Victor Wong, CEO of Thunder elaborates why rich media formats were popular because they were interactive and content-rich, but the rising popularity of ad blocking has turned the tide against them. Native ads are rooted in similar principles, but they deliver content and interactivity in a more favorable way to both consumers and brands
“Nature always finds a way” says Professor Malcom in Jurassic Park, referring to the ability of species to adapt for survival. Something similar could be said about advertising technology, with rich media advertising being the latest to evolve and find a new way.
Rich media advertising in its heyday was very popular because it was interactive and content rich which was attractive to brand advertisers. However, as advertisers tried to pack more and more content into the rich media ads, ads got bigger and more intrusive. In recent years, the rising popularity of ad blocking has reflected consumers turning against them and as a result the brands have turned as well.
The Coalition for Better Ads spearheaded by Procter & Gamble and Google is pushing higher standards for ad experiences which ban expandables, pop-ups, and other intrusive rich media ads. While a victory for consumers, publishers have come to depend on rich media ad formats as a means of selling premium ad spots and differentiating against the competition in an increasingly programmatic and standardized world. They sell unavoidable ads that interact with the webpage uniquely because they need something to stand out from Facebook and other publishers.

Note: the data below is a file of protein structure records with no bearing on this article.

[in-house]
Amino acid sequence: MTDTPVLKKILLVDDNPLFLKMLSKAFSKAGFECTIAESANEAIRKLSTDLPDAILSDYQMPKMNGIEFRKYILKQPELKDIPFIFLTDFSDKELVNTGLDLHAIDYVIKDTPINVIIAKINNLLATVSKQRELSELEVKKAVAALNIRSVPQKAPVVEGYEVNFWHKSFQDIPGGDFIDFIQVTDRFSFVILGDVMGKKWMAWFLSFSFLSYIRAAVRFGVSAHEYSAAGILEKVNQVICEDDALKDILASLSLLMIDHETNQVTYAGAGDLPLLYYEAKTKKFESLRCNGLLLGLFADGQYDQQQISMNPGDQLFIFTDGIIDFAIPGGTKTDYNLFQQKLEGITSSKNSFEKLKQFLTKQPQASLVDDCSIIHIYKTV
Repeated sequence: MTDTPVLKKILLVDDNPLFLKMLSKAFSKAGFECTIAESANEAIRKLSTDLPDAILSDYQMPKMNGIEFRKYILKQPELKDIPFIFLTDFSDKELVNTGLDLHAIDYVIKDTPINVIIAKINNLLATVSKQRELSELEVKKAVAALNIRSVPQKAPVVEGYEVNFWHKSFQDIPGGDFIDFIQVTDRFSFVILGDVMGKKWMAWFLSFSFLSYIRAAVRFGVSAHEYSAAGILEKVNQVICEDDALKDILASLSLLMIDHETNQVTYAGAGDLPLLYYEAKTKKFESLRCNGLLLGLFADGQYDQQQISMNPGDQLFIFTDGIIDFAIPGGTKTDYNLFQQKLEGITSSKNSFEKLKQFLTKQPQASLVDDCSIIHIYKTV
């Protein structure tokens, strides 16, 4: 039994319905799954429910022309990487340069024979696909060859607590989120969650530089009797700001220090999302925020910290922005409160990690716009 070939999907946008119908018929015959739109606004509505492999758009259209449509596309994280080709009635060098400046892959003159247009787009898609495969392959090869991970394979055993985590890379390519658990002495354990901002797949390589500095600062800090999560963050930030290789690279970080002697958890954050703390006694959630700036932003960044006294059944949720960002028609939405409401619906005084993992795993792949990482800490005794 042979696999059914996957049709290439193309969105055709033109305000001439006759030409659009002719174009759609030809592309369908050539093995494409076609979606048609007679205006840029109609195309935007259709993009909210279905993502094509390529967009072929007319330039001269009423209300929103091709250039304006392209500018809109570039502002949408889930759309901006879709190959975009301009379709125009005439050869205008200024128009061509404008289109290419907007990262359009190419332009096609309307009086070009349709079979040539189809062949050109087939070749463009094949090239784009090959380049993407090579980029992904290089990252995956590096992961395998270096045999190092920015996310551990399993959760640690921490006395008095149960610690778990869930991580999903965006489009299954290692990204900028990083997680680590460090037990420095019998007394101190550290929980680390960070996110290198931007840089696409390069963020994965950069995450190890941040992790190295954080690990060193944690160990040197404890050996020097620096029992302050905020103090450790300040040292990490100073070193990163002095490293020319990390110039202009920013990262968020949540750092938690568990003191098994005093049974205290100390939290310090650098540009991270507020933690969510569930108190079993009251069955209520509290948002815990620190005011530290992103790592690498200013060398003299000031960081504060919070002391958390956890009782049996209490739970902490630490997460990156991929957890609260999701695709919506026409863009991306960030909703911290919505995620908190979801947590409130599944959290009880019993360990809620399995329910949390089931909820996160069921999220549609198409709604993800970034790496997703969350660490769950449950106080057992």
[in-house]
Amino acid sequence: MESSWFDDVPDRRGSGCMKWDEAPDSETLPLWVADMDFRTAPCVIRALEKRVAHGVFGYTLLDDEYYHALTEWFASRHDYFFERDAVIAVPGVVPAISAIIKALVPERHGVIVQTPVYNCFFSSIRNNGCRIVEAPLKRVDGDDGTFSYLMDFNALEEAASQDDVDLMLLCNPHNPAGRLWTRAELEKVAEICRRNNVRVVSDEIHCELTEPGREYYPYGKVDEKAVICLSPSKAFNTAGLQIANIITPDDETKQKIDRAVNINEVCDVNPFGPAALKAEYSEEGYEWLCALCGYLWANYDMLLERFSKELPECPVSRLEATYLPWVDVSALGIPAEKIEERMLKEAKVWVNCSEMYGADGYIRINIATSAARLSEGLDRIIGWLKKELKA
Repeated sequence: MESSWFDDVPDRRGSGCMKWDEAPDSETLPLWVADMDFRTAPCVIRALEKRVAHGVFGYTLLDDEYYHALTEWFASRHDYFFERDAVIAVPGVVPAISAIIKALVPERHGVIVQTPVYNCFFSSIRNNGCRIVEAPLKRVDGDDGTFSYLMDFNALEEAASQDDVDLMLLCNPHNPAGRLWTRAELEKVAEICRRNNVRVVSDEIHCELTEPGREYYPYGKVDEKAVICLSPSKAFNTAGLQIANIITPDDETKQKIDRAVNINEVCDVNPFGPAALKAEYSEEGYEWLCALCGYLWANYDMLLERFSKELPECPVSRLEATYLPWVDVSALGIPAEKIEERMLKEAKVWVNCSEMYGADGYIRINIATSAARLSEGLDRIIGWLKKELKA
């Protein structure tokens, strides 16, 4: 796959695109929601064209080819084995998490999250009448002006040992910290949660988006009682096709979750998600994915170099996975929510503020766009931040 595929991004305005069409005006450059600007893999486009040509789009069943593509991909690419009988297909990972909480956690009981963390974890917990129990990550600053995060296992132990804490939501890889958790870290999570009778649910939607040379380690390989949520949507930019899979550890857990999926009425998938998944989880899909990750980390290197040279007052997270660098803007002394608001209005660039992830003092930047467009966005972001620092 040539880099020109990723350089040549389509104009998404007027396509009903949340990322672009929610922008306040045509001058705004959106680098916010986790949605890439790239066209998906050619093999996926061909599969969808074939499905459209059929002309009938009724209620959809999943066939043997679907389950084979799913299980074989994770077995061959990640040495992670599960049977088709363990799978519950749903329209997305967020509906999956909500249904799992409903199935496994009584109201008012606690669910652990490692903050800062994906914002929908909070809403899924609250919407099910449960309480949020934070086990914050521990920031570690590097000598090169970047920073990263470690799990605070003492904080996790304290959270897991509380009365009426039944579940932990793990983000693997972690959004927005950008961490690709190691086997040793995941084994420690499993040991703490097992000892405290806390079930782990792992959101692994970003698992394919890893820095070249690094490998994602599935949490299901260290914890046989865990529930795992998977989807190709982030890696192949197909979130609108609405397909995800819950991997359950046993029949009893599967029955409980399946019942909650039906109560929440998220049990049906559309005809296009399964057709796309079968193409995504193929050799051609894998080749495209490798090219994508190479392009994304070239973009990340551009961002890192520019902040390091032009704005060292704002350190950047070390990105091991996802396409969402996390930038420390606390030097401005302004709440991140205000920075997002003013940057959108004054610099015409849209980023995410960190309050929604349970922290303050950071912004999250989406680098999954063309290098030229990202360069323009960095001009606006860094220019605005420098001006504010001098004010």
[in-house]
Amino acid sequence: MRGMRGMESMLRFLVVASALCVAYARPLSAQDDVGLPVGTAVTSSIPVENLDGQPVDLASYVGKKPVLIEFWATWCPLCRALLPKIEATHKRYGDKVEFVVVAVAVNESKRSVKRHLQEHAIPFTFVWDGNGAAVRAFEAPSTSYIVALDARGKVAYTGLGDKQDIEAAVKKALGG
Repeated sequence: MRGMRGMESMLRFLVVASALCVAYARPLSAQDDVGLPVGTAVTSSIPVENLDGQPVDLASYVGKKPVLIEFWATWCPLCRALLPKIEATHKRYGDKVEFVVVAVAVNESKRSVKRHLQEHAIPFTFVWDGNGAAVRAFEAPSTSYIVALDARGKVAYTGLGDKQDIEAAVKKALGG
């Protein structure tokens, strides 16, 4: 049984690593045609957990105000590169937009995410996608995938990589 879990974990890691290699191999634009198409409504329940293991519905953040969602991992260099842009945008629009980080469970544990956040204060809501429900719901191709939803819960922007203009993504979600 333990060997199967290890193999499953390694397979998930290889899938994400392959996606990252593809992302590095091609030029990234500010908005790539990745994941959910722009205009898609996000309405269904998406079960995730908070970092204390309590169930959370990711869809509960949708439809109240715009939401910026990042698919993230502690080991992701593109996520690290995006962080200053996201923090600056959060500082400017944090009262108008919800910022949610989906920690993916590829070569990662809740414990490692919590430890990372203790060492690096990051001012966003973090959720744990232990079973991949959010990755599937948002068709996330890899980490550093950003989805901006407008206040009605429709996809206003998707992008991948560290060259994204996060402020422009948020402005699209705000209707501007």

Enter native advertising where paid content is made to look like normal content. Publishers are increasingly adopting this format as a replacement for rich media display advertising as consumer haven’t been able to or haven’t chosen to turn to ad blocking of native. Native offers the premium differentiation of site-specific implementation and near guarantee in viewability due to its pervasiveness on screen.
Native is expected to account for 74% of total US display ad revenue in just 4 years. Native sponsored article content is in fact the new takeover ad. Instead of expandables, advertisers are not properly in-stream and can potentially take over the whole content page.
Native ads may be rooted in similar advertising principles as rich media, but they deliver content and interactivity in a more favorable way to both consumers and brands. This will ensure native’s foothold in the future as audience-centric programmatic advertising rises and publisher-centric rich media falls.
by Victor Wong